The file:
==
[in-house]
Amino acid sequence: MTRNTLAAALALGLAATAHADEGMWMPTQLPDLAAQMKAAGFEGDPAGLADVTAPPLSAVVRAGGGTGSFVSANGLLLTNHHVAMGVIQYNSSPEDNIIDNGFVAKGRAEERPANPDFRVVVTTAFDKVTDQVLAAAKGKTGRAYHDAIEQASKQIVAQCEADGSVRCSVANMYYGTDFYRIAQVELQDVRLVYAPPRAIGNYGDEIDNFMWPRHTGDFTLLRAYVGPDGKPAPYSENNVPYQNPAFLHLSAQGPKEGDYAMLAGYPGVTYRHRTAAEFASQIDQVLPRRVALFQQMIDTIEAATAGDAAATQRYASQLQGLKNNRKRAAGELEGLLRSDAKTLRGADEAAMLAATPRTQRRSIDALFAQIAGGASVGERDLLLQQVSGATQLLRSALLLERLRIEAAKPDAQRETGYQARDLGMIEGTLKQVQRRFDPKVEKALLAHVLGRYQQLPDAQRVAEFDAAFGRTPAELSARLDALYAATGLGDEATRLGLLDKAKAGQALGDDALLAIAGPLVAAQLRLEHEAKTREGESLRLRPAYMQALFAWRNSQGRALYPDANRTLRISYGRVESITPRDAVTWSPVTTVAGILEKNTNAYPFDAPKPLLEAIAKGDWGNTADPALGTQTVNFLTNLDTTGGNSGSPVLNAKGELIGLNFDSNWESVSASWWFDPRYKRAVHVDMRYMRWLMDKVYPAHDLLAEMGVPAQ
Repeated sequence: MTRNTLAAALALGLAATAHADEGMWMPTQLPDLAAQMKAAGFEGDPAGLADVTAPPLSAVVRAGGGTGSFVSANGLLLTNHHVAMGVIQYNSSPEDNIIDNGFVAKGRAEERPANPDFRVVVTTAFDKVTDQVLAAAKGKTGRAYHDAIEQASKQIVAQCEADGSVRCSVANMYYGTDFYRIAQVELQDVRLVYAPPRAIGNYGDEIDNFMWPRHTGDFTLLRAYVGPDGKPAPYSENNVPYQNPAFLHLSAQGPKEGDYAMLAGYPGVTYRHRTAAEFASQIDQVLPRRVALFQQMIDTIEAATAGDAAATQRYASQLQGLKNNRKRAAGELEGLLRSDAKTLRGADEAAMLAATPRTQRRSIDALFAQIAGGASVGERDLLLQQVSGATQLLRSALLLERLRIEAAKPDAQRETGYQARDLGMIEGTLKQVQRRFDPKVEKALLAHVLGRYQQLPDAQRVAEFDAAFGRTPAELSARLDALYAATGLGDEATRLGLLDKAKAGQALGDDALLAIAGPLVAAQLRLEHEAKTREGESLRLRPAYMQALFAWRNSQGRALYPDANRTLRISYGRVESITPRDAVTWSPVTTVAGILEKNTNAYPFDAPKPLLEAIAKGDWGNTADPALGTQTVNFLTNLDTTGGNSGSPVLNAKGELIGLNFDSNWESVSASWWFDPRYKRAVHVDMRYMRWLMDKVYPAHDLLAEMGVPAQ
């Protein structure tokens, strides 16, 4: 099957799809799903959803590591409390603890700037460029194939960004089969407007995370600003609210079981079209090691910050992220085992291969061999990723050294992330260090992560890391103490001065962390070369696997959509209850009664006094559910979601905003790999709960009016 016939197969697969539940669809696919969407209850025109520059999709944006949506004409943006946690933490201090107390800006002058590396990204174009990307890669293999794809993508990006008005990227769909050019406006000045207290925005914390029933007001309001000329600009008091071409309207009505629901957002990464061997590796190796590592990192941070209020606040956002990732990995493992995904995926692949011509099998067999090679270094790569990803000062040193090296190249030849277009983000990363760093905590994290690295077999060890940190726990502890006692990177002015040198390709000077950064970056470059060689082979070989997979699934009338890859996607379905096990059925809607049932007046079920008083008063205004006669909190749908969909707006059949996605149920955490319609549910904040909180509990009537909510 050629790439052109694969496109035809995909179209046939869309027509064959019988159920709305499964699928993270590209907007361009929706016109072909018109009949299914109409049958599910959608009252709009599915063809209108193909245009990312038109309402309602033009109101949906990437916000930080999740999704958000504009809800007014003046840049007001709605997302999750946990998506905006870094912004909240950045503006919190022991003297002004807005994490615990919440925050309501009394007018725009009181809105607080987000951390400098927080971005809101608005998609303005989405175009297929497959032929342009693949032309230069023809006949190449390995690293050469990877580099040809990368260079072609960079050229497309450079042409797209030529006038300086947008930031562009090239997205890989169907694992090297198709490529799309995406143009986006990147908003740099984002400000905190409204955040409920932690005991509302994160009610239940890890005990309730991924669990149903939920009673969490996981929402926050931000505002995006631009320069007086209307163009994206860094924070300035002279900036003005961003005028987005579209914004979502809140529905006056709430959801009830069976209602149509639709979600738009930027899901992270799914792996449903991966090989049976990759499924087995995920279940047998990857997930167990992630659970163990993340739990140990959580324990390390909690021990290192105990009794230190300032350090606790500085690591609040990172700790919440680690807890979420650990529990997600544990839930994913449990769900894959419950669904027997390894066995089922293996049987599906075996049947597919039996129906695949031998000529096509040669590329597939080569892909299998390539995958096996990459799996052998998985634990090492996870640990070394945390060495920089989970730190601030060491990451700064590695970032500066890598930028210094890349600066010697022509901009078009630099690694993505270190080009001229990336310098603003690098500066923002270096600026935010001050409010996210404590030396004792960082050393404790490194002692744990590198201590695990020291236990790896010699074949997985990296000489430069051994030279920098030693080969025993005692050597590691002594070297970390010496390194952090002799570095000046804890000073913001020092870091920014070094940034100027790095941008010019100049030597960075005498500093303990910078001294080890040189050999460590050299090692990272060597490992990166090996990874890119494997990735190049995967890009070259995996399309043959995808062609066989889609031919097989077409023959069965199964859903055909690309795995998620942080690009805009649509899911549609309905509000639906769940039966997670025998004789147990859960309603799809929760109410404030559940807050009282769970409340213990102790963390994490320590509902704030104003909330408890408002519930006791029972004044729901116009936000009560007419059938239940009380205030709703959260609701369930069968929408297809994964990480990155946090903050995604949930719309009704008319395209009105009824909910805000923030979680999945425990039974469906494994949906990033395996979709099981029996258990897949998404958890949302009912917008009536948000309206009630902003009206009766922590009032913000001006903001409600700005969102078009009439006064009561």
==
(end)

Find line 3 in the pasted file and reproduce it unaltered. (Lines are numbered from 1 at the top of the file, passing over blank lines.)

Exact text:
Repeated sequence: MTRNTLAAALALGLAATAHADEGMWMPTQLPDLAAQMKAAGFEGDPAGLADVTAPPLSAVVRAGGGTGSFVSANGLLLTNHHVAMGVIQYNSSPEDNIIDNGFVAKGRAEERPANPDFRVVVTTAFDKVTDQVLAAAKGKTGRAYHDAIEQASKQIVAQCEADGSVRCSVANMYYGTDFYRIAQVELQDVRLVYAPPRAIGNYGDEIDNFMWPRHTGDFTLLRAYVGPDGKPAPYSENNVPYQNPAFLHLSAQGPKEGDYAMLAGYPGVTYRHRTAAEFASQIDQVLPRRVALFQQMIDTIEAATAGDAAATQRYASQLQGLKNNRKRAAGELEGLLRSDAKTLRGADEAAMLAATPRTQRRSIDALFAQIAGGASVGERDLLLQQVSGATQLLRSALLLERLRIEAAKPDAQRETGYQARDLGMIEGTLKQVQRRFDPKVEKALLAHVLGRYQQLPDAQRVAEFDAAFGRTPAELSARLDALYAATGLGDEATRLGLLDKAKAGQALGDDALLAIAGPLVAAQLRLEHEAKTREGESLRLRPAYMQALFAWRNSQGRALYPDANRTLRISYGRVESITPRDAVTWSPVTTVAGILEKNTNAYPFDAPKPLLEAIAKGDWGNTADPALGTQTVNFLTNLDTTGGNSGSPVLNAKGELIGLNFDSNWESVSASWWFDPRYKRAVHVDMRYMRWLMDKVYPAHDLLAEMGVPAQ